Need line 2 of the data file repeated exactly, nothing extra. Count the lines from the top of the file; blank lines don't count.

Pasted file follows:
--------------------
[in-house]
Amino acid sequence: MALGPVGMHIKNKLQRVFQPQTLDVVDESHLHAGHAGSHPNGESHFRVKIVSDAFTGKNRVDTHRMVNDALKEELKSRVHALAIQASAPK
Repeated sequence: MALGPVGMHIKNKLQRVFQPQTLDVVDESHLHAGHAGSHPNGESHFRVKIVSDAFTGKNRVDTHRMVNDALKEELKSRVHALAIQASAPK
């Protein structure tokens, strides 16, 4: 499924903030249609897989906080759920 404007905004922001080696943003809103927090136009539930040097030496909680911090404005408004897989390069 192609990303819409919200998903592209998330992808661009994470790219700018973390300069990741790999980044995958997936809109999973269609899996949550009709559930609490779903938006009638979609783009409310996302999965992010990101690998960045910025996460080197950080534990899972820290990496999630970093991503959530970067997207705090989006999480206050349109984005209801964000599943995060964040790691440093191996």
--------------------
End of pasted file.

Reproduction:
Amino acid sequence: MALGPVGMHIKNKLQRVFQPQTLDVVDESHLHAGHAGSHPNGESHFRVKIVSDAFTGKNRVDTHRMVNDALKEELKSRVHALAIQASAPK